Mar 29, 2017 07:08 PM EDT
People use plants for the treatments of various diseases from ancient times and a new discovery has led the history repeat again scientifically. Scientists made a discovery for the standard treatment of malaria that includes transgenic plants.
According to Science Daily, scientists have discovered the twice production of an active component in the plant, Artemisia Annua, which is considered as the main component for the treatments of malaria worldwide. Looking back in the history, the transgenic plant, Artemisia Annua has been used for over 2,000 years as a traditional Chinese medicine for the treatment of fevers.
The active component which is being used for the treatment of malaria from this transgenic plant is the artemisinin molecule. Reports say that a Chinese scientist Youyou Tu has been awarded the Nobel Prize in the year 2015 for the discovery of this active molecule and its uses for malaria treatment therapies.
Phys.org wrote that nevertheless the strong effectiveness of this active molecule from the transgenic plant for treating malaria, there was a problem which was being faced before. The problem was low productivity of the component by natural means. If produced by chemical synthesis, it is too much expensive resulting in an expensive drug.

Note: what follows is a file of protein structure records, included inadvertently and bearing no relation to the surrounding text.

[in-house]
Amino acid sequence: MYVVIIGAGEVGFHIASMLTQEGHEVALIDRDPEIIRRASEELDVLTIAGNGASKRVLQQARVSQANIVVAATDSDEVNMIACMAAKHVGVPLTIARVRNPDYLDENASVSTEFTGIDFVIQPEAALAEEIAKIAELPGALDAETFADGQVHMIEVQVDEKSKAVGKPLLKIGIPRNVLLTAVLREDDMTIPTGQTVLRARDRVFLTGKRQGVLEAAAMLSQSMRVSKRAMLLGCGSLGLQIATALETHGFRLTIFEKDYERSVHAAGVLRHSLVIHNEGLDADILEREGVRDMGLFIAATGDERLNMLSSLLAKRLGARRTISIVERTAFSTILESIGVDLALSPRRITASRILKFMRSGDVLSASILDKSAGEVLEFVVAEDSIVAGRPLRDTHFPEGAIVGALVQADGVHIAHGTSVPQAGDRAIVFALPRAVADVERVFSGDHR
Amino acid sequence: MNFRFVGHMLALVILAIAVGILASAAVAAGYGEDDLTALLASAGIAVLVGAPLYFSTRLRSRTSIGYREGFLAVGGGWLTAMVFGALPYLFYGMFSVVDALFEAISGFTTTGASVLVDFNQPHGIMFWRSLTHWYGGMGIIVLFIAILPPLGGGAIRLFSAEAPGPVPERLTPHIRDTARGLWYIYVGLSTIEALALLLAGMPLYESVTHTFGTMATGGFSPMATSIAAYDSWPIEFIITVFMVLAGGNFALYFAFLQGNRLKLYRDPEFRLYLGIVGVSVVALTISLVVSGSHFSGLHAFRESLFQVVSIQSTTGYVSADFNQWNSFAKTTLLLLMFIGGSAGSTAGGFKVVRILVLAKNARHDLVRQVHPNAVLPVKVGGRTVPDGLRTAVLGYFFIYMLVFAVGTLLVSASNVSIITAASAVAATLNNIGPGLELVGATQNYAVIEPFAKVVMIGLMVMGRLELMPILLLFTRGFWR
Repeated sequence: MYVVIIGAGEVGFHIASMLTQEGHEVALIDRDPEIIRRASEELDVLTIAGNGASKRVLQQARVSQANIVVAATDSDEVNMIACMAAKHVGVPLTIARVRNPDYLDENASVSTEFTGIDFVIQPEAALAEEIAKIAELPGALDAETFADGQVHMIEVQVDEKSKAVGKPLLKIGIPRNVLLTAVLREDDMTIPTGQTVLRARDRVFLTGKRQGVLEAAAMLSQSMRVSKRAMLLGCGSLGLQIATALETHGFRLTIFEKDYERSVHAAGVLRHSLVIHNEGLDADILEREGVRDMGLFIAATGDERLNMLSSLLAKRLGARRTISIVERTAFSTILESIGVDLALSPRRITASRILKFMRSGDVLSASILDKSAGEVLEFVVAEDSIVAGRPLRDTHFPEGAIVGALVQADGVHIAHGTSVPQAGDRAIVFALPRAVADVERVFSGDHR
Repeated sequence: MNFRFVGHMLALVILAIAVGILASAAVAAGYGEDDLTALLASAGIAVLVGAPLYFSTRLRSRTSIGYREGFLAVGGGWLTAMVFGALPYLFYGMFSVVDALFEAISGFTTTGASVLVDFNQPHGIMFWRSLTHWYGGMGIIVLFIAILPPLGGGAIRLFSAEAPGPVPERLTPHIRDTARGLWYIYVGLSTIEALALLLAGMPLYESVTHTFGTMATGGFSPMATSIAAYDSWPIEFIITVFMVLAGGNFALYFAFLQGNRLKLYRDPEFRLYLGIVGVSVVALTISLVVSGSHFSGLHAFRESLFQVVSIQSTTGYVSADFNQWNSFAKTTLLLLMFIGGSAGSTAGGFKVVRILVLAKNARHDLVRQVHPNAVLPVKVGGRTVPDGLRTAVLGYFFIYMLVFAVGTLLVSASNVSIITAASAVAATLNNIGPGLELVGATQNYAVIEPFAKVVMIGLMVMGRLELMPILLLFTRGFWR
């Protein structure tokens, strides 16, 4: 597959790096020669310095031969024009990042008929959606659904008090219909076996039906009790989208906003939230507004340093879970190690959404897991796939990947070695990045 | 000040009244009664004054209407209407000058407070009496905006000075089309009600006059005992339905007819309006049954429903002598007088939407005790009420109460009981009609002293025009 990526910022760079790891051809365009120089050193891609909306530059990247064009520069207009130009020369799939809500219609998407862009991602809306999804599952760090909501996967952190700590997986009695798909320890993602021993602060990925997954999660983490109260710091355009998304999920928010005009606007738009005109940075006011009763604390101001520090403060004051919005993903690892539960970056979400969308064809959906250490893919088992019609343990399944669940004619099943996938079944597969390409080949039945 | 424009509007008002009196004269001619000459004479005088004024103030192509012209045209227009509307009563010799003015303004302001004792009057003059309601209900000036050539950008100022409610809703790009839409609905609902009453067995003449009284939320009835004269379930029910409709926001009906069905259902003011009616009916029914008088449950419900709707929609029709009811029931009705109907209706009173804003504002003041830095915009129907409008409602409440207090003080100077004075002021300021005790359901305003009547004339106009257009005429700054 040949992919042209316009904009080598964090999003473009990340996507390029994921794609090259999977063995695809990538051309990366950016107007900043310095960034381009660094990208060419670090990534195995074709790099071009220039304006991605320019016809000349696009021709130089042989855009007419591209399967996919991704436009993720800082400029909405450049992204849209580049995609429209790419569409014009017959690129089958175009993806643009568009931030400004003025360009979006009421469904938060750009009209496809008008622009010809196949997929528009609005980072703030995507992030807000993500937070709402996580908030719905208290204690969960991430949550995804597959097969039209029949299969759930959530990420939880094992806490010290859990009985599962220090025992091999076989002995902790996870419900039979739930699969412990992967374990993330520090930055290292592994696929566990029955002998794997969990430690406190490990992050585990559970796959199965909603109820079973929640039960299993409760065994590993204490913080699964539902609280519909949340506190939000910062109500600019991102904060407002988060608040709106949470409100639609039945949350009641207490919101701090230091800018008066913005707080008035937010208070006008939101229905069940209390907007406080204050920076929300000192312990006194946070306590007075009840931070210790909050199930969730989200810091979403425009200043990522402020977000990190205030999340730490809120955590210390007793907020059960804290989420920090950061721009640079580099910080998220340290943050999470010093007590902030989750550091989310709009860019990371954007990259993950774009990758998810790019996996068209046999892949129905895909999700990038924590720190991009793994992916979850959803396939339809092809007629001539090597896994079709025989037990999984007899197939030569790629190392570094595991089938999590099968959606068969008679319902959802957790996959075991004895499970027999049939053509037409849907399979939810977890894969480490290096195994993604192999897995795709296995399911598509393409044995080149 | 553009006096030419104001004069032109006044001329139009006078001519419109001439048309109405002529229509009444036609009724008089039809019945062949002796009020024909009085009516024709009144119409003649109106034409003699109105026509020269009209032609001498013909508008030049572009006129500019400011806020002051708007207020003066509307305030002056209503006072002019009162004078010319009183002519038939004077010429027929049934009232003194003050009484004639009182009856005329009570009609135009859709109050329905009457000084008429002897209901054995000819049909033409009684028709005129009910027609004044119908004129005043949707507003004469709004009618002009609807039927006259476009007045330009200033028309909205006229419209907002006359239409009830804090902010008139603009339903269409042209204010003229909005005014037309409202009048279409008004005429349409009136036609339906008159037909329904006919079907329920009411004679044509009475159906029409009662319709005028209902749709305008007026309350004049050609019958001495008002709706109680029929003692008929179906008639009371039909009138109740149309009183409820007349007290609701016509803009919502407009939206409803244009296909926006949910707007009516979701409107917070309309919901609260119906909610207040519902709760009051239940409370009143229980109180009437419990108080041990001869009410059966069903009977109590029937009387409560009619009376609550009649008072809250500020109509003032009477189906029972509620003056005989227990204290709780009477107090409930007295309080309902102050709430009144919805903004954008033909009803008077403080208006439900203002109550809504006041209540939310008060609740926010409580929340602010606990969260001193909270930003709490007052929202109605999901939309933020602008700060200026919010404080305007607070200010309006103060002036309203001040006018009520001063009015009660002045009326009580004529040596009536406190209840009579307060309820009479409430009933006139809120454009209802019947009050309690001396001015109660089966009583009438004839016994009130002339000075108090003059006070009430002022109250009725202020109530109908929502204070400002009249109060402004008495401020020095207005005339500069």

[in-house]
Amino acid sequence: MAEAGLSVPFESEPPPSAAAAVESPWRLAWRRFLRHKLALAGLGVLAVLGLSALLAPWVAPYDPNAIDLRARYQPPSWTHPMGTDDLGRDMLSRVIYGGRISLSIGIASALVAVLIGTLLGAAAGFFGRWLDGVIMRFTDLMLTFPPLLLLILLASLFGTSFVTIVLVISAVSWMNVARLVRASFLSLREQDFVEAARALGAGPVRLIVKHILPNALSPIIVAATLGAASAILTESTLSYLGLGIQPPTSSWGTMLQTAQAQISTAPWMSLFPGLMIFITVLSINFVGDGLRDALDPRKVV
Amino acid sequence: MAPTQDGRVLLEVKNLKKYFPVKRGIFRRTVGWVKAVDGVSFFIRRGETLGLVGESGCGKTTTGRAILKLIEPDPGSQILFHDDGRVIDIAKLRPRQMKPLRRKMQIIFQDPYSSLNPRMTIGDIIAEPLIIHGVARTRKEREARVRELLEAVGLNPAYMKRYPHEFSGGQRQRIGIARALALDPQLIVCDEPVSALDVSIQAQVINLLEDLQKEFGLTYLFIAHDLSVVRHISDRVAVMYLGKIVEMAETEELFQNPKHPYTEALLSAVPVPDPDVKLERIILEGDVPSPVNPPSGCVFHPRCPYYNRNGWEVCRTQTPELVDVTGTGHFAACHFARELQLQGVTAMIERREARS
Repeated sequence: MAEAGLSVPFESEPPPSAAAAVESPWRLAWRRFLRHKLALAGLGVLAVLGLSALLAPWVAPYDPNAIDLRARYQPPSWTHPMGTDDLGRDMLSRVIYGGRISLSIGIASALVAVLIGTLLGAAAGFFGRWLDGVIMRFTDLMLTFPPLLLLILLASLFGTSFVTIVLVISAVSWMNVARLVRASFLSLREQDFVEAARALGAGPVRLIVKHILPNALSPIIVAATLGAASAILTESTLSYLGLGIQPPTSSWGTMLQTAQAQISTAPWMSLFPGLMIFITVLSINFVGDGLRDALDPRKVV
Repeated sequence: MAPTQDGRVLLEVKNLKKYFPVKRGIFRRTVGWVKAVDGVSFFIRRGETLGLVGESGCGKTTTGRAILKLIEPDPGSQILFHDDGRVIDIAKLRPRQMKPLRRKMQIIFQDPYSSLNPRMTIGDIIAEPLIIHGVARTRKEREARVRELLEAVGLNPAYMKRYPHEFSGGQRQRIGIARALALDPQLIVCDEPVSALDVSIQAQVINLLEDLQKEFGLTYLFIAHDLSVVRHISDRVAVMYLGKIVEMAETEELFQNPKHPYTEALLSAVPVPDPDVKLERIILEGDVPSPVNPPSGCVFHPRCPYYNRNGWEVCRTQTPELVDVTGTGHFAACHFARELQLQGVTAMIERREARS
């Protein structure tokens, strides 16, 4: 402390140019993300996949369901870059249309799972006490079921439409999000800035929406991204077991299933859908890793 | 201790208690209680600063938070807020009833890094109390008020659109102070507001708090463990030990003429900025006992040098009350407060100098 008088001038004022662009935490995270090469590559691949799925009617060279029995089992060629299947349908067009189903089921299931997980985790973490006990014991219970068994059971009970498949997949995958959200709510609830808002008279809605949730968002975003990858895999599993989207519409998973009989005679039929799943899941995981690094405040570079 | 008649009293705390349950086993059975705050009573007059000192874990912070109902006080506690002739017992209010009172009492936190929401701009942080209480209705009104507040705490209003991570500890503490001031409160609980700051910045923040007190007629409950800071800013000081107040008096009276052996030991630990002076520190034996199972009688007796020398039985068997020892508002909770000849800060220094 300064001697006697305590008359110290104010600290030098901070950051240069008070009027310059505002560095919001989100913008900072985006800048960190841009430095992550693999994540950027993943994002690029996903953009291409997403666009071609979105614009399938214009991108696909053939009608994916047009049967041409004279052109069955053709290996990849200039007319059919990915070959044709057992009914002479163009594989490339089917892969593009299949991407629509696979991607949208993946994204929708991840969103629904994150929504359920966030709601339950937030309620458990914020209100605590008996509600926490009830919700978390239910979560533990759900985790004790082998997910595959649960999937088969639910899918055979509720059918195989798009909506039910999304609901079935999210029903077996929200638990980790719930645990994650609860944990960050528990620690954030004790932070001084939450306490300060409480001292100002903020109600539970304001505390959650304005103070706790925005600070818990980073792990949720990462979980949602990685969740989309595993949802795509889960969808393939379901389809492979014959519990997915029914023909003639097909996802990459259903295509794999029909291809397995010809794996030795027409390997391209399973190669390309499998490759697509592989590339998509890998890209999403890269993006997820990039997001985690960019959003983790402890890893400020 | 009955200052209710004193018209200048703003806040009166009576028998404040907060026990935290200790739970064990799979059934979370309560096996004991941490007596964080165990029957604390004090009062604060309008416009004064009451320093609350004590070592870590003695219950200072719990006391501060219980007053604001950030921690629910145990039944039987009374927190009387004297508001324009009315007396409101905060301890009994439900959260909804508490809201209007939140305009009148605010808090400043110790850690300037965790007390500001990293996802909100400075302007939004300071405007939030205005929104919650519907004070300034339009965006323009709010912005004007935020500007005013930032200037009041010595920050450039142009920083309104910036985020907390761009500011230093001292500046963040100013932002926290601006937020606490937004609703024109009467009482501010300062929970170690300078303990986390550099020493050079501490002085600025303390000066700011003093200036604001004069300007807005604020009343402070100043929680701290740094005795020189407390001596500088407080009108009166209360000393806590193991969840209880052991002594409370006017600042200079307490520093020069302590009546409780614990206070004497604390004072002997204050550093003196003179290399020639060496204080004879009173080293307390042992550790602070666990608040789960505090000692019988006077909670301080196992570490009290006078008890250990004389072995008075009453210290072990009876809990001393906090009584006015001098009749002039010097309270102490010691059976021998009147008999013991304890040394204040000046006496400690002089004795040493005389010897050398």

The new discovery from the scientists of Centre for Research in Agricultural Genomics (CRAG) and Sequentia Biotech S.L. has obtained a gene in Artemisia Annua transgenic plant which can produce twice amount of artemisinin. This research work paper was published in "The Plant Journal". "We have discovered that the AaMYB1 gene has a dual function: it promotes trichome formation in the leaves and artemisinin synthesis inside the trichomes," a research team scientist said.
This discovery from the transgenic plant is a major step towards reducing the cost of the necessary drug for the treatment of malaria. With the manipulation of the AaMYB1 gene, scientists have now managed to grow much more amount of plant which can produce a huge amount of artemisinin. As per reports from World Health Organisation (WHO), approx. 90% malaria cases were reported in Sub-Saharan Africa, out of which 92% death occurred. This new discovery can change the future of the data and treat malaria effectively.
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